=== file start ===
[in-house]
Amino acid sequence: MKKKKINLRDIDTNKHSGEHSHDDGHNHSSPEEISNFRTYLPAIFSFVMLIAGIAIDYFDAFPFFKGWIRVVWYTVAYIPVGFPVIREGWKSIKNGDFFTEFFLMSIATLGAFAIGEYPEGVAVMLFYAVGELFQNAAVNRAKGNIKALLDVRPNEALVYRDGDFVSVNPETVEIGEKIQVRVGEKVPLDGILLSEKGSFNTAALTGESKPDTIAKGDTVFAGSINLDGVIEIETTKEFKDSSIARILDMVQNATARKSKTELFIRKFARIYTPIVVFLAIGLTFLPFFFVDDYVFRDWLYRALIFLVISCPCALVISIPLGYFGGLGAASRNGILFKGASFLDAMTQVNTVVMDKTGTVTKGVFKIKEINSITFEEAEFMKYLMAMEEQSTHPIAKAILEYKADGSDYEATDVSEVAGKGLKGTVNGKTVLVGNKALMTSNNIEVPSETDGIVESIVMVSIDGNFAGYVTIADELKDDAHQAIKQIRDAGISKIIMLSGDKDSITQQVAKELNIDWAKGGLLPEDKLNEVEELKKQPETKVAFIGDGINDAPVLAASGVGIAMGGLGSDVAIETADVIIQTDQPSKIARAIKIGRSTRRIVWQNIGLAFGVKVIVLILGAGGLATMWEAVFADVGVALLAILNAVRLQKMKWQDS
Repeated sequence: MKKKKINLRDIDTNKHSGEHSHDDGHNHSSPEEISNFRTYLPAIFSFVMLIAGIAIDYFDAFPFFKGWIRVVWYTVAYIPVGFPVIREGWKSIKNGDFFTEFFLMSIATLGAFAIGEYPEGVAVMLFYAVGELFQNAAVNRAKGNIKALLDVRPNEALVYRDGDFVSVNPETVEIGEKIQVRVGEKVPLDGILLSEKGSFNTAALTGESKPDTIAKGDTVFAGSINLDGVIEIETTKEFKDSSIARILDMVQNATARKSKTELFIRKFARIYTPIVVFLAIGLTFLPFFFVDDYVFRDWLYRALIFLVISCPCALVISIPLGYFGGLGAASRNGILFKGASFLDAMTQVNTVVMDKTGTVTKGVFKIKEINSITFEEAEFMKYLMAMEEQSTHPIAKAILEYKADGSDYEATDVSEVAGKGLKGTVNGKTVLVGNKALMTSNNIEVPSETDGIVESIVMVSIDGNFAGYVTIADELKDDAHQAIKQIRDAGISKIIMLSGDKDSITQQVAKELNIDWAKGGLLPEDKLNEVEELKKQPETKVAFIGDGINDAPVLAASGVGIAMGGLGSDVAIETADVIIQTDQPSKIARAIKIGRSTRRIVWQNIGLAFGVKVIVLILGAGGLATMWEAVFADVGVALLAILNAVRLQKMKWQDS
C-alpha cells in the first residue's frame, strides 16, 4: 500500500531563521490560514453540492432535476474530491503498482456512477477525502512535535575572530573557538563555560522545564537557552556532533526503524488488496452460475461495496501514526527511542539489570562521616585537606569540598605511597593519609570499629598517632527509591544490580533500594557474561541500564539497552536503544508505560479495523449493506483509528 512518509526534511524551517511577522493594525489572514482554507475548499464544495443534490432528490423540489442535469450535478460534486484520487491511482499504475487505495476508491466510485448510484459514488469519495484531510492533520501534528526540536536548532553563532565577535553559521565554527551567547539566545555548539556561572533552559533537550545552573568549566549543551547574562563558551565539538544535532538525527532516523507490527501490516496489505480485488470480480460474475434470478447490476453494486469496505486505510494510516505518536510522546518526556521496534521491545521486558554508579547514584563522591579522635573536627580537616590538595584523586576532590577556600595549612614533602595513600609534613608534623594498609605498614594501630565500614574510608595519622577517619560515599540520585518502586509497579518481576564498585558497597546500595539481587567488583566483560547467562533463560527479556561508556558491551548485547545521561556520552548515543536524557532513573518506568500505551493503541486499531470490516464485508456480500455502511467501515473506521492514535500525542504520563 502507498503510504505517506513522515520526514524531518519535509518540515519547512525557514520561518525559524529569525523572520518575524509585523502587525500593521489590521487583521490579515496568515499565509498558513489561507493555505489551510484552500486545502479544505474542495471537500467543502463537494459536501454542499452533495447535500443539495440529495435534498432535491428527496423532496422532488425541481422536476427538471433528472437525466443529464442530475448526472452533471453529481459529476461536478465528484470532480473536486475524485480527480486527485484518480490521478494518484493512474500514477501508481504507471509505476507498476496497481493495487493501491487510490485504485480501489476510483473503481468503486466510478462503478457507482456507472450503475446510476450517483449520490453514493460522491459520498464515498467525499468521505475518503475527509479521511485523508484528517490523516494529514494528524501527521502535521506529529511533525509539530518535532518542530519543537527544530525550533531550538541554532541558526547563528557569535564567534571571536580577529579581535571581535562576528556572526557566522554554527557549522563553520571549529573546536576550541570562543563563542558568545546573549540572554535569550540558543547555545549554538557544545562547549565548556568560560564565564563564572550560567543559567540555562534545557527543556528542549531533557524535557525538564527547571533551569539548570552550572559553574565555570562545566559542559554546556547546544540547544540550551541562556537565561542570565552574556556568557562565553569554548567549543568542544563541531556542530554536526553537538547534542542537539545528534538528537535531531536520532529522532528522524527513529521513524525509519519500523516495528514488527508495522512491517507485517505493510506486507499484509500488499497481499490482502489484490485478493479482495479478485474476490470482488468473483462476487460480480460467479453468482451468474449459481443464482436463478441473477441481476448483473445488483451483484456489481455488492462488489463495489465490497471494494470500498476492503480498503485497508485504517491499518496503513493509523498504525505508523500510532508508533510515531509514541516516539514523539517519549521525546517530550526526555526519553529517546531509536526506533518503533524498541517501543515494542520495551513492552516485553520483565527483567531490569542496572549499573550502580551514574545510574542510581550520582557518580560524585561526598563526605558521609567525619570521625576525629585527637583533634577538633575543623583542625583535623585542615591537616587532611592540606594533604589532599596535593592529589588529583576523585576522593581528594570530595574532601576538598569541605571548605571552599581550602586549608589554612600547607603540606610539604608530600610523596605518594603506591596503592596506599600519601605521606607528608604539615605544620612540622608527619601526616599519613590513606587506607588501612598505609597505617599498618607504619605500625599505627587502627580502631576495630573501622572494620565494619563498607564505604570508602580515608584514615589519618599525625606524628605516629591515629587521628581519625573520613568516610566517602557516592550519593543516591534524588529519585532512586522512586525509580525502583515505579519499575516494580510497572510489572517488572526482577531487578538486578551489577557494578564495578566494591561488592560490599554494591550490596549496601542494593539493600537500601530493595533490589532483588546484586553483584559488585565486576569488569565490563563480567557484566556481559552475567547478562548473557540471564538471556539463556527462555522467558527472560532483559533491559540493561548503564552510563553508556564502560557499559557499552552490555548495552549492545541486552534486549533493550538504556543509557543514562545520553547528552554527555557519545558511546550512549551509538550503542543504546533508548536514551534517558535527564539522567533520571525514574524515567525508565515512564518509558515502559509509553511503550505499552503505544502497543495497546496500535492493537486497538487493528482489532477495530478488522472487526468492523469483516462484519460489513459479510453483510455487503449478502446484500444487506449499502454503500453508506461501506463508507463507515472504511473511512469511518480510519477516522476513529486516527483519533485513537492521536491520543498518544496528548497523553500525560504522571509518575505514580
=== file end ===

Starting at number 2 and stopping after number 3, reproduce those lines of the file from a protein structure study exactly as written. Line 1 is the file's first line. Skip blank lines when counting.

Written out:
Amino acid sequence: MKKKKINLRDIDTNKHSGEHSHDDGHNHSSPEEISNFRTYLPAIFSFVMLIAGIAIDYFDAFPFFKGWIRVVWYTVAYIPVGFPVIREGWKSIKNGDFFTEFFLMSIATLGAFAIGEYPEGVAVMLFYAVGELFQNAAVNRAKGNIKALLDVRPNEALVYRDGDFVSVNPETVEIGEKIQVRVGEKVPLDGILLSEKGSFNTAALTGESKPDTIAKGDTVFAGSINLDGVIEIETTKEFKDSSIARILDMVQNATARKSKTELFIRKFARIYTPIVVFLAIGLTFLPFFFVDDYVFRDWLYRALIFLVISCPCALVISIPLGYFGGLGAASRNGILFKGASFLDAMTQVNTVVMDKTGTVTKGVFKIKEINSITFEEAEFMKYLMAMEEQSTHPIAKAILEYKADGSDYEATDVSEVAGKGLKGTVNGKTVLVGNKALMTSNNIEVPSETDGIVESIVMVSIDGNFAGYVTIADELKDDAHQAIKQIRDAGISKIIMLSGDKDSITQQVAKELNIDWAKGGLLPEDKLNEVEELKKQPETKVAFIGDGINDAPVLAASGVGIAMGGLGSDVAIETADVIIQTDQPSKIARAIKIGRSTRRIVWQNIGLAFGVKVIVLILGAGGLATMWEAVFADVGVALLAILNAVRLQKMKWQDS
Repeated sequence: MKKKKINLRDIDTNKHSGEHSHDDGHNHSSPEEISNFRTYLPAIFSFVMLIAGIAIDYFDAFPFFKGWIRVVWYTVAYIPVGFPVIREGWKSIKNGDFFTEFFLMSIATLGAFAIGEYPEGVAVMLFYAVGELFQNAAVNRAKGNIKALLDVRPNEALVYRDGDFVSVNPETVEIGEKIQVRVGEKVPLDGILLSEKGSFNTAALTGESKPDTIAKGDTVFAGSINLDGVIEIETTKEFKDSSIARILDMVQNATARKSKTELFIRKFARIYTPIVVFLAIGLTFLPFFFVDDYVFRDWLYRALIFLVISCPCALVISIPLGYFGGLGAASRNGILFKGASFLDAMTQVNTVVMDKTGTVTKGVFKIKEINSITFEEAEFMKYLMAMEEQSTHPIAKAILEYKADGSDYEATDVSEVAGKGLKGTVNGKTVLVGNKALMTSNNIEVPSETDGIVESIVMVSIDGNFAGYVTIADELKDDAHQAIKQIRDAGISKIIMLSGDKDSITQQVAKELNIDWAKGGLLPEDKLNEVEELKKQPETKVAFIGDGINDAPVLAASGVGIAMGGLGSDVAIETADVIIQTDQPSKIARAIKIGRSTRRIVWQNIGLAFGVKVIVLILGAGGLATMWEAVFADVGVALLAILNAVRLQKMKWQDS